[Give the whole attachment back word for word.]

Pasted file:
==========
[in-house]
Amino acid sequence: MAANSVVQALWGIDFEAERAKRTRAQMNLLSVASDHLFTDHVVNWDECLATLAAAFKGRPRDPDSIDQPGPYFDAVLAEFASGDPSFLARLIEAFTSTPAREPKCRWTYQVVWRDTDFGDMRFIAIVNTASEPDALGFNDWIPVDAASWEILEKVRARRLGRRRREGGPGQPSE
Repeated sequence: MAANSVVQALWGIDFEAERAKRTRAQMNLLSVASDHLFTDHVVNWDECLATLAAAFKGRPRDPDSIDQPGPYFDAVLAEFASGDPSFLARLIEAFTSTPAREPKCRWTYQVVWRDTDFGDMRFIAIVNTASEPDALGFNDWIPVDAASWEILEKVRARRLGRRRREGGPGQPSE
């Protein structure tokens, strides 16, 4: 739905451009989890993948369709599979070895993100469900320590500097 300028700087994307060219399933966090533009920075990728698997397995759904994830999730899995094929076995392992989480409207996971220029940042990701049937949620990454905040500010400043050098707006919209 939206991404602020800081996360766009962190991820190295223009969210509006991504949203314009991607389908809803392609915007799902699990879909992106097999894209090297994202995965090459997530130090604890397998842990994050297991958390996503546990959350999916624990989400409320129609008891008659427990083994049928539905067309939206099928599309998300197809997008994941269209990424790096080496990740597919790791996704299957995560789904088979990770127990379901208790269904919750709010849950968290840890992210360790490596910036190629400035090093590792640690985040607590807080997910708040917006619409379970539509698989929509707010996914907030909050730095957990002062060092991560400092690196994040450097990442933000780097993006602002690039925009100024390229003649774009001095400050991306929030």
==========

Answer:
[in-house]
Amino acid sequence: MAANSVVQALWGIDFEAERAKRTRAQMNLLSVASDHLFTDHVVNWDECLATLAAAFKGRPRDPDSIDQPGPYFDAVLAEFASGDPSFLARLIEAFTSTPAREPKCRWTYQVVWRDTDFGDMRFIAIVNTASEPDALGFNDWIPVDAASWEILEKVRARRLGRRRREGGPGQPSE
Repeated sequence: MAANSVVQALWGIDFEAERAKRTRAQMNLLSVASDHLFTDHVVNWDECLATLAAAFKGRPRDPDSIDQPGPYFDAVLAEFASGDPSFLARLIEAFTSTPAREPKCRWTYQVVWRDTDFGDMRFIAIVNTASEPDALGFNDWIPVDAASWEILEKVRARRLGRRRREGGPGQPSE
């Protein structure tokens, strides 16, 4: 739905451009989890993948369709599979070895993100469900320590500097 300028700087994307060219399933966090533009920075990728698997397995759904994830999730899995094929076995392992989480409207996971220029940042990701049937949620990454905040500010400043050098707006919209 939206991404602020800081996360766009962190991820190295223009969210509006991504949203314009991607389908809803392609915007799902699990879909992106097999894209090297994202995965090459997530130090604890397998842990994050297991958390996503546990959350999916624990989400409320129609008891008659427990083994049928539905067309939206099928599309998300197809997008994941269209990424790096080496990740597919790791996704299957995560789904088979990770127990379901208790269904919750709010849950968290840890992210360790490596910036190629400035090093590792640690985040607590807080997910708040917006619409379970539509698989929509707010996914907030909050730095957990002062060092991560400092690196994040450097990442933000780097993006602002690039925009100024390229003649774009001095400050991306929030």